Bio: Dr Lewandowski’s research aims to explain the interdependence between the neuronal and vascular cells. His recent work has shown that brain vascular fibroblasts are activated before the onset of neuroinflammation and neurodegeneration in ALS (Månberg et al 2021). His future studies in ALS could help to redefine the mechanisms of ALS etiology, clinical prognosis and therapy. Dr Lewandowski is a member of the Swedish Medical Association, Swedish Society for Neuroscience and a steering group member of the junior faculty at the Karolinska Institute. He has received grants for his ALS research from the Ulla-Carin Lindquist Foundation, the Åhlens Foundation, and the Olle Engkvist Byggmästare Foundation. He received his undergraduate degree from the University of Gdansk and obtained his PhD in molecular biology from the Nencki Institute of Experimental Biology in Warsaw. He performed his postdoctoral training at laboratory of Prof. Ulf Eriksson at the Karolinska Institute.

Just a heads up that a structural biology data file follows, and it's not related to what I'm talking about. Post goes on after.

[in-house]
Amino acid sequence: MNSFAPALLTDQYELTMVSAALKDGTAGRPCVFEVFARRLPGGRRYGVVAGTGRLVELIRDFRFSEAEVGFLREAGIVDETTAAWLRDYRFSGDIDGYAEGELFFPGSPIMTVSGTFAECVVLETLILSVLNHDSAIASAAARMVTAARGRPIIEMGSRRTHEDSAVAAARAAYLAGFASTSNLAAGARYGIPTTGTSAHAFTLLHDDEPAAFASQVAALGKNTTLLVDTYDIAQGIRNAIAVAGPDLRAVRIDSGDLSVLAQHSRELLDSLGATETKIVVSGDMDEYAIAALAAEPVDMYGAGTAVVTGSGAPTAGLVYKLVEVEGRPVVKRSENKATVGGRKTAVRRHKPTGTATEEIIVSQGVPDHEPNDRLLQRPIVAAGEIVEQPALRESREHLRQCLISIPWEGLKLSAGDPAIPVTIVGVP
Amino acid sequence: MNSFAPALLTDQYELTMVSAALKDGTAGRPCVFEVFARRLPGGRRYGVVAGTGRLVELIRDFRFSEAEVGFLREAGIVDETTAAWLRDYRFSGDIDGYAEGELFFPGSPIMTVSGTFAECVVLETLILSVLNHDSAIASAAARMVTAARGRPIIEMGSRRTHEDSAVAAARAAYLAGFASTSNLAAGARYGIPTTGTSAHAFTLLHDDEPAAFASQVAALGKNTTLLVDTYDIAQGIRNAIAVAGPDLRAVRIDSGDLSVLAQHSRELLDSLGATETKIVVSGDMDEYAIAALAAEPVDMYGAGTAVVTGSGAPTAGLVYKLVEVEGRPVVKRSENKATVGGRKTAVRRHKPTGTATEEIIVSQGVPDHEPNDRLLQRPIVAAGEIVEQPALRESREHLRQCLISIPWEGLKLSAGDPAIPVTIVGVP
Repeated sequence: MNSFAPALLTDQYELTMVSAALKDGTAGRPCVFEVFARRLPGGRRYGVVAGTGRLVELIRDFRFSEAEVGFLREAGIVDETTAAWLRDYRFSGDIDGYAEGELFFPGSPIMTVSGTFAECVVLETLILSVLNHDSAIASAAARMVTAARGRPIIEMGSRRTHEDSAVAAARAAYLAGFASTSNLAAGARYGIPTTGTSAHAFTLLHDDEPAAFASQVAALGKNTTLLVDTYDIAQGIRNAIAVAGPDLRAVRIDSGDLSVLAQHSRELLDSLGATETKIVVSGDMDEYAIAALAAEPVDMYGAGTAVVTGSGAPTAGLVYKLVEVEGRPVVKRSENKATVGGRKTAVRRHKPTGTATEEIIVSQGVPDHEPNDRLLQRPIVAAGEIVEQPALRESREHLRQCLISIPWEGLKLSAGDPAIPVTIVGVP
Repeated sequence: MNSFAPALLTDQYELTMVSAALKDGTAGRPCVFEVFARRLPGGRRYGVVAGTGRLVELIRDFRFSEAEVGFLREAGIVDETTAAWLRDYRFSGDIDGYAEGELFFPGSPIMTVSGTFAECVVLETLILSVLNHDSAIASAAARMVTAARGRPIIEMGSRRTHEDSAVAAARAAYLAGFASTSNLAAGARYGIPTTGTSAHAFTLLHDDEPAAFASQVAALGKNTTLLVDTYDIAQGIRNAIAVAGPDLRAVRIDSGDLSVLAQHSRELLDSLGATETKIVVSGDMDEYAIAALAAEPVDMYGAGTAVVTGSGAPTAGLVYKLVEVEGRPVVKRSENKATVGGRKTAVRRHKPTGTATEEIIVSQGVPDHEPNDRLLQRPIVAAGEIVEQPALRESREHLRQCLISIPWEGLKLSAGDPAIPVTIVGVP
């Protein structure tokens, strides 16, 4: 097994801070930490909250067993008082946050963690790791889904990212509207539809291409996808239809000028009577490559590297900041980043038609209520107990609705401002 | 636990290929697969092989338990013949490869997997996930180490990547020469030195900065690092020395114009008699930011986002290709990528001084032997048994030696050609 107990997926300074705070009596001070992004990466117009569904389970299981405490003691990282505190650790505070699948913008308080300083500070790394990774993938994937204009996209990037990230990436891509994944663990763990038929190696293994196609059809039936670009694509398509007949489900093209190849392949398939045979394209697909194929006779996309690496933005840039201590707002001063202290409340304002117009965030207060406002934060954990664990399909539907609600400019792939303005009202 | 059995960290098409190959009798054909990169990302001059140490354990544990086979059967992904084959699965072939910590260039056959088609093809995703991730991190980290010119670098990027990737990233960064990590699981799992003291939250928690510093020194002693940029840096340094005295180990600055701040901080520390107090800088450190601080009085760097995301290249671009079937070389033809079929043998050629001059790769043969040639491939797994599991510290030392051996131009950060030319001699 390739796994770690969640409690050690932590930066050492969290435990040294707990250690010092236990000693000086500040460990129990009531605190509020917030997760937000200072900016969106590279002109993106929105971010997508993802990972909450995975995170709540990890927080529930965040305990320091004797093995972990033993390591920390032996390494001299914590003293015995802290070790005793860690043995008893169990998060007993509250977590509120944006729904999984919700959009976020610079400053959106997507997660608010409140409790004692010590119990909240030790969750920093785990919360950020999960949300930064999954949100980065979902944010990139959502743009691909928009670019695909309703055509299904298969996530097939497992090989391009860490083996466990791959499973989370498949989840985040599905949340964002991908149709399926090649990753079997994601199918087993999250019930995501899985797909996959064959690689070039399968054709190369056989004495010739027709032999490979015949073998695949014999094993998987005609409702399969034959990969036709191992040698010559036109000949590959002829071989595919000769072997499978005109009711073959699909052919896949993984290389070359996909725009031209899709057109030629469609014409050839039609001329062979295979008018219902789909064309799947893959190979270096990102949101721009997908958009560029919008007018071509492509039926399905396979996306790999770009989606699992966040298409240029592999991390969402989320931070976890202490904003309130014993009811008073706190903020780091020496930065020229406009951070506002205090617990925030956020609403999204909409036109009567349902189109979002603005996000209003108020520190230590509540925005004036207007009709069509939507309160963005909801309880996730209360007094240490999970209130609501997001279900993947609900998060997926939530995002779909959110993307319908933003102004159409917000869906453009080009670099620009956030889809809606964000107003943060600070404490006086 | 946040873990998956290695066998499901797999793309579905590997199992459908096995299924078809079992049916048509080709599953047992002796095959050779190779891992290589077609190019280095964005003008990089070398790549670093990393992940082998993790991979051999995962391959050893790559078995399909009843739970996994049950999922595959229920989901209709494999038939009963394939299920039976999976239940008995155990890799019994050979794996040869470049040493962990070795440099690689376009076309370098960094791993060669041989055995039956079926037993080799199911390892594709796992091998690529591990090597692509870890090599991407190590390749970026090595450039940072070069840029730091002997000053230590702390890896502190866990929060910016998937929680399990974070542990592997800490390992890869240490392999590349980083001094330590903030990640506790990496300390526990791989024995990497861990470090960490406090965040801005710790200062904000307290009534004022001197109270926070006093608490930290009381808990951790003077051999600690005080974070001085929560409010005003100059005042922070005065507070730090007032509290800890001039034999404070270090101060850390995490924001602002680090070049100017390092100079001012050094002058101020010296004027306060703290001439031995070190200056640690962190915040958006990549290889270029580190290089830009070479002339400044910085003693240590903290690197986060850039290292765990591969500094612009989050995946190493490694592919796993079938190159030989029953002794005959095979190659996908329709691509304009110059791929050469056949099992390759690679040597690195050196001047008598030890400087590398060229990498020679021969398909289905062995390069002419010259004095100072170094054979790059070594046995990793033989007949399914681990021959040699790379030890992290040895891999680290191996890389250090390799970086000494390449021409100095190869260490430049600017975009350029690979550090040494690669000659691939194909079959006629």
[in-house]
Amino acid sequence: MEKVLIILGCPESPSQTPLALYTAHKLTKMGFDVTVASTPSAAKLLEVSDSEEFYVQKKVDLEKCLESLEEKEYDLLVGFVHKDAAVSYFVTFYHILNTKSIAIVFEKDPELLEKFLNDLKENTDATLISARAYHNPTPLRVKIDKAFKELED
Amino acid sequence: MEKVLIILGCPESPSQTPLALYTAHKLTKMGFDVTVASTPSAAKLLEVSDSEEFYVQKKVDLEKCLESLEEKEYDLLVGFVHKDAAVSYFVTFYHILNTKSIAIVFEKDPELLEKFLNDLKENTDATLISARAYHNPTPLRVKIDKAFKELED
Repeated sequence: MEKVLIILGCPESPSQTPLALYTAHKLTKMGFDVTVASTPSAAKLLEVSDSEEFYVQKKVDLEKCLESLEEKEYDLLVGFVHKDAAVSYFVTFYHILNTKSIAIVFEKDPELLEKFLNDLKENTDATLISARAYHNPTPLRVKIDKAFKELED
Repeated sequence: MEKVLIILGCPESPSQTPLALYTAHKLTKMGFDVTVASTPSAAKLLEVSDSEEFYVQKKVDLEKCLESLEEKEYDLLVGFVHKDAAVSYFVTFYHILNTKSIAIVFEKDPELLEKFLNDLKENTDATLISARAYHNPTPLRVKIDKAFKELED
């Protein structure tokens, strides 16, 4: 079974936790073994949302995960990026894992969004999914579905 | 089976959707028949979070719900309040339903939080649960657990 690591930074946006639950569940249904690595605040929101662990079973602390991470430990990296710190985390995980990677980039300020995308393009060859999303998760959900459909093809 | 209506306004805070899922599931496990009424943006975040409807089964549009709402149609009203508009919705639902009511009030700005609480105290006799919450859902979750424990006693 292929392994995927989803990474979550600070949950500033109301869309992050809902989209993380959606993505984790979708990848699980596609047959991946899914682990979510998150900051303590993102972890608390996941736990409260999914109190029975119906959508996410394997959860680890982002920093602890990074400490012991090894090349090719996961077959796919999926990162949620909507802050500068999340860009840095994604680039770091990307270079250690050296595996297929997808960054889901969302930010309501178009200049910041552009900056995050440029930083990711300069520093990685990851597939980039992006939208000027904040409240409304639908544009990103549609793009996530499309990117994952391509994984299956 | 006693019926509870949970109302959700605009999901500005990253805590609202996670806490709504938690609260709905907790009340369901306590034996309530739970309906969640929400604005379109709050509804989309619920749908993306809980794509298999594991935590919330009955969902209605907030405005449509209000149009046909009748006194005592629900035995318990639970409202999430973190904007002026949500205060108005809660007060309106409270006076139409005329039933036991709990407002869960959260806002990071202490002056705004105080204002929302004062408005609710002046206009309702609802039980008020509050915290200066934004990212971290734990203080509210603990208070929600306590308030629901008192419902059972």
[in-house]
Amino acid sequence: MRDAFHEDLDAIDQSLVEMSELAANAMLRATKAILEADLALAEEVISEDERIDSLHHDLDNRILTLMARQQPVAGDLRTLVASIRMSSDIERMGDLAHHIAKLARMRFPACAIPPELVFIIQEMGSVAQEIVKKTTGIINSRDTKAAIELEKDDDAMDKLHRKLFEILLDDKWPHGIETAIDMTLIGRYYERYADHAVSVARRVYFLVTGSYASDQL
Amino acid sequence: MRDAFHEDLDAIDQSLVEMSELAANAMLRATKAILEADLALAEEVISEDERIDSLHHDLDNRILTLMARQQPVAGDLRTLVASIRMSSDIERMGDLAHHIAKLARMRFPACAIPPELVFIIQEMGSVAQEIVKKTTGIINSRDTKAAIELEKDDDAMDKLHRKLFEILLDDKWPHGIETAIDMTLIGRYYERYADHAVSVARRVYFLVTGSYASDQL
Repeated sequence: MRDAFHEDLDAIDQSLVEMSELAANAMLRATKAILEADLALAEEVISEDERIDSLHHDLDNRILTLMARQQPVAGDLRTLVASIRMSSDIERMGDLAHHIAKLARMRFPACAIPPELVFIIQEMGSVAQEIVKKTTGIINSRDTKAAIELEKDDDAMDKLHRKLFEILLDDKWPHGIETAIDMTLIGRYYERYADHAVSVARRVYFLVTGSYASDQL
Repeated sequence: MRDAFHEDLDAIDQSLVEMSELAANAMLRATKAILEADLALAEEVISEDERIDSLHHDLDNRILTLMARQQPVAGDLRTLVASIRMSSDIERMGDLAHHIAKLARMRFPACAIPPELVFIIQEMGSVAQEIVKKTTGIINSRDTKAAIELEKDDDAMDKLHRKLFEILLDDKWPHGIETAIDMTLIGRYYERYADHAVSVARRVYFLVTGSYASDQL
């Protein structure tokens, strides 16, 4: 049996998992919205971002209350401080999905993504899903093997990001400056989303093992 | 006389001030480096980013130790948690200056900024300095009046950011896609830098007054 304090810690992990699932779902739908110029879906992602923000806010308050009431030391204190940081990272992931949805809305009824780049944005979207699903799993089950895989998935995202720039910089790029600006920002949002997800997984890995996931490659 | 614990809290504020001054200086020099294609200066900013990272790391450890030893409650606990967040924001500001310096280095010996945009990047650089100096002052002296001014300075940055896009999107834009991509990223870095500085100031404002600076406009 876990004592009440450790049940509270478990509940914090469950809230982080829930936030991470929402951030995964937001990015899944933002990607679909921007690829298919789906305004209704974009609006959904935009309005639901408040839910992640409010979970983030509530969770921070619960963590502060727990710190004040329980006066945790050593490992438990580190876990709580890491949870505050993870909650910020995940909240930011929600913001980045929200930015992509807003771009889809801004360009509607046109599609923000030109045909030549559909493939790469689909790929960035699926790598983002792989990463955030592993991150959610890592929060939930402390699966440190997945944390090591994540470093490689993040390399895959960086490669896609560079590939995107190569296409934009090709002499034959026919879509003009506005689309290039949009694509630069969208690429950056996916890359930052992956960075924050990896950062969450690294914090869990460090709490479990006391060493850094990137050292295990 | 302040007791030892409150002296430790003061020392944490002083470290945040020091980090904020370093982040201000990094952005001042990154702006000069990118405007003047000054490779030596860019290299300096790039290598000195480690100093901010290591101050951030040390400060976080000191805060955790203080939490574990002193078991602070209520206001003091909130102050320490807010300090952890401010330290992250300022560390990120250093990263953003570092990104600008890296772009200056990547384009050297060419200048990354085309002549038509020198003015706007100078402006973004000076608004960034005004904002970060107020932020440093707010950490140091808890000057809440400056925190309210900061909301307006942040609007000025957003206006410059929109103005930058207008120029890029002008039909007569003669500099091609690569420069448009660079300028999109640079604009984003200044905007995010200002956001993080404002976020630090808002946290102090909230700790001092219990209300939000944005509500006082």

Abstract. Although the core symptoms of ALS feature rapid, degeneration of motor neurons, we still know little how other cells including blood vessels contribute to ALS etiology. Our work shows that cerebral perivascular fibroblast cells become active long before the onset of neuroinflammation and remodel perivascular spaces with specific collagen and chemokine proteins in ALS mouse models and sporadic ALS patients (Månberg et al. Nature Medicine 2021). Targeted plasma proteomics of 452 ALS patients showed that perivascular fibroblast specific proteins increase vastly outperforms current standards of prediction for patient survival. We believe our results provide a novel conceptual framework to re-evaluate cellular contributions to etiology and dynamics of ALS neurodegeneration. Since enlarged perivascular spaces are repeatedly observed in aging, dementia and other neurological disorders, perivascular fibroblast cell activity could represent a common mechanism in cerebral injury response.